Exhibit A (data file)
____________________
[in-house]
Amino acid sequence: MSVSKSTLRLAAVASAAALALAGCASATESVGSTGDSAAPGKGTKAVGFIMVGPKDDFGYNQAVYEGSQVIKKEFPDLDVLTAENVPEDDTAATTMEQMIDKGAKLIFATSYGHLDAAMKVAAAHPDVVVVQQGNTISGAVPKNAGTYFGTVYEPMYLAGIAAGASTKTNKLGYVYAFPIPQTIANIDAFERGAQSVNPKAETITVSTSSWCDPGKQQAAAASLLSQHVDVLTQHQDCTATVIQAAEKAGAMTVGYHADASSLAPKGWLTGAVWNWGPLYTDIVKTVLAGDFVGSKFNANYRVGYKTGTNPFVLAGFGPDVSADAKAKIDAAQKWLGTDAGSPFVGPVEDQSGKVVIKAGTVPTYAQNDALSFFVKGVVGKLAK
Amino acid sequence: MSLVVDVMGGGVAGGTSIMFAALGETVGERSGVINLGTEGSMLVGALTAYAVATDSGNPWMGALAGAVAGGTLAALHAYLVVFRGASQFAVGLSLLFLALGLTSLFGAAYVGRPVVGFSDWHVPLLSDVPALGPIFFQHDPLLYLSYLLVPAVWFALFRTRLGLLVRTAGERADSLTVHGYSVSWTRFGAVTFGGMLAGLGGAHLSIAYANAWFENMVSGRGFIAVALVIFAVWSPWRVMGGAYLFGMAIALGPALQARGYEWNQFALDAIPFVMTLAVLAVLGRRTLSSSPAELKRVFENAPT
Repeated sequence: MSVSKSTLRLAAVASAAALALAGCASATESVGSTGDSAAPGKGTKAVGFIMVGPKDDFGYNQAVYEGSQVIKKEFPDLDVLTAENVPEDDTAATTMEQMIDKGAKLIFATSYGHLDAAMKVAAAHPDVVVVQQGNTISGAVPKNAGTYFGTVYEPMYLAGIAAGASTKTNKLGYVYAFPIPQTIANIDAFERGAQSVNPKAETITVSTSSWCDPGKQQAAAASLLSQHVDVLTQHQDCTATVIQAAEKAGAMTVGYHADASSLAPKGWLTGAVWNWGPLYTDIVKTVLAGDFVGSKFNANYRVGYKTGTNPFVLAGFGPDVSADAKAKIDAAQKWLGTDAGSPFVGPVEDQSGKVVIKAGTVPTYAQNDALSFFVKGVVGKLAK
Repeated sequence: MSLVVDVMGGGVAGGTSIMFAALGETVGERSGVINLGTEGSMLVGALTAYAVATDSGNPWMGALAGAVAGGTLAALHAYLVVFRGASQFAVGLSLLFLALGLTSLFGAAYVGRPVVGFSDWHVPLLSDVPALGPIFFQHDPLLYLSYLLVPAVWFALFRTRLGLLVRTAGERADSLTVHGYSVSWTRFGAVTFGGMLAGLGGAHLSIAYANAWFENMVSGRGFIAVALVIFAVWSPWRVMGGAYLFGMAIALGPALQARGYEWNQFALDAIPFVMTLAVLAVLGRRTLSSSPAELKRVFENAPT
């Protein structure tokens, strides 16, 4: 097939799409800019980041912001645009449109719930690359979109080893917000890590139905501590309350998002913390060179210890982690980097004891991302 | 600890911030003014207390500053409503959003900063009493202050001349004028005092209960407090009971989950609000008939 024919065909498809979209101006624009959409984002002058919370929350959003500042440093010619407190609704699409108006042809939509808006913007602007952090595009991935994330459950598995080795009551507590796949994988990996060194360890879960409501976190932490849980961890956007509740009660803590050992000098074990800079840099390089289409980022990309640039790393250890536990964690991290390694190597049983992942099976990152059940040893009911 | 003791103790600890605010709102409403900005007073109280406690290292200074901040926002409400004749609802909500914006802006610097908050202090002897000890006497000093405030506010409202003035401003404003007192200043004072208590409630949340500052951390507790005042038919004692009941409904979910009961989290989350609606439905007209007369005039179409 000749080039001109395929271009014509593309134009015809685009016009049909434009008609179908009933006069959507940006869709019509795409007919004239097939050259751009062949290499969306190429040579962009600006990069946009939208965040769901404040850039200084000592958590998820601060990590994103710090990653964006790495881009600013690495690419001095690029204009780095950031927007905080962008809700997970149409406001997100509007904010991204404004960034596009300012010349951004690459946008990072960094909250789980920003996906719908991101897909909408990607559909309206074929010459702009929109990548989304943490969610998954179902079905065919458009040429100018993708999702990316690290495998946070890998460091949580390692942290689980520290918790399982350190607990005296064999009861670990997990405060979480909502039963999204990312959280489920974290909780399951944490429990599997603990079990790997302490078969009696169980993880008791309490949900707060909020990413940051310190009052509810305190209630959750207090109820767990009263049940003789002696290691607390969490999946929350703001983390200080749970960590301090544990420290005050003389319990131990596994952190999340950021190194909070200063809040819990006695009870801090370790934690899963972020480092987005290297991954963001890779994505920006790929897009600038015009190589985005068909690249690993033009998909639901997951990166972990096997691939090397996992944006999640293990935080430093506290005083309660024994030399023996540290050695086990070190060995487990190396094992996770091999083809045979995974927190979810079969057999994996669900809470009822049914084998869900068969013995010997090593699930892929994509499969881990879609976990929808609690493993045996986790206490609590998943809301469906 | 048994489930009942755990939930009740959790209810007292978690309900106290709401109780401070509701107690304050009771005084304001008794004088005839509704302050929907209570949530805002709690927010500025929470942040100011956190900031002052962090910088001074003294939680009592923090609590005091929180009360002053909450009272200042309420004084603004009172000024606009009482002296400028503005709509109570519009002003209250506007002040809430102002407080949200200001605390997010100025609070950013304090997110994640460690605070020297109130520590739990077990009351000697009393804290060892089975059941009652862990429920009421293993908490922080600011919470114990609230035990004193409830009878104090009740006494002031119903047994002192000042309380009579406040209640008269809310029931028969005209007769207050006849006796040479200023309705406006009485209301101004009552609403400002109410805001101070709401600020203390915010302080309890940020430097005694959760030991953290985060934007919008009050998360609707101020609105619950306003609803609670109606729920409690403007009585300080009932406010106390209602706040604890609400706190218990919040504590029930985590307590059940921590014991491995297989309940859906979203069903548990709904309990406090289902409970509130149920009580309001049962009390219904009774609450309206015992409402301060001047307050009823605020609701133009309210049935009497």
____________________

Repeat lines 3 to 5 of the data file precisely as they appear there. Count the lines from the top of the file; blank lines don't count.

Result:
Amino acid sequence: MSLVVDVMGGGVAGGTSIMFAALGETVGERSGVINLGTEGSMLVGALTAYAVATDSGNPWMGALAGAVAGGTLAALHAYLVVFRGASQFAVGLSLLFLALGLTSLFGAAYVGRPVVGFSDWHVPLLSDVPALGPIFFQHDPLLYLSYLLVPAVWFALFRTRLGLLVRTAGERADSLTVHGYSVSWTRFGAVTFGGMLAGLGGAHLSIAYANAWFENMVSGRGFIAVALVIFAVWSPWRVMGGAYLFGMAIALGPALQARGYEWNQFALDAIPFVMTLAVLAVLGRRTLSSSPAELKRVFENAPT
Repeated sequence: MSVSKSTLRLAAVASAAALALAGCASATESVGSTGDSAAPGKGTKAVGFIMVGPKDDFGYNQAVYEGSQVIKKEFPDLDVLTAENVPEDDTAATTMEQMIDKGAKLIFATSYGHLDAAMKVAAAHPDVVVVQQGNTISGAVPKNAGTYFGTVYEPMYLAGIAAGASTKTNKLGYVYAFPIPQTIANIDAFERGAQSVNPKAETITVSTSSWCDPGKQQAAAASLLSQHVDVLTQHQDCTATVIQAAEKAGAMTVGYHADASSLAPKGWLTGAVWNWGPLYTDIVKTVLAGDFVGSKFNANYRVGYKTGTNPFVLAGFGPDVSADAKAKIDAAQKWLGTDAGSPFVGPVEDQSGKVVIKAGTVPTYAQNDALSFFVKGVVGKLAK
Repeated sequence: MSLVVDVMGGGVAGGTSIMFAALGETVGERSGVINLGTEGSMLVGALTAYAVATDSGNPWMGALAGAVAGGTLAALHAYLVVFRGASQFAVGLSLLFLALGLTSLFGAAYVGRPVVGFSDWHVPLLSDVPALGPIFFQHDPLLYLSYLLVPAVWFALFRTRLGLLVRTAGERADSLTVHGYSVSWTRFGAVTFGGMLAGLGGAHLSIAYANAWFENMVSGRGFIAVALVIFAVWSPWRVMGGAYLFGMAIALGPALQARGYEWNQFALDAIPFVMTLAVLAVLGRRTLSSSPAELKRVFENAPT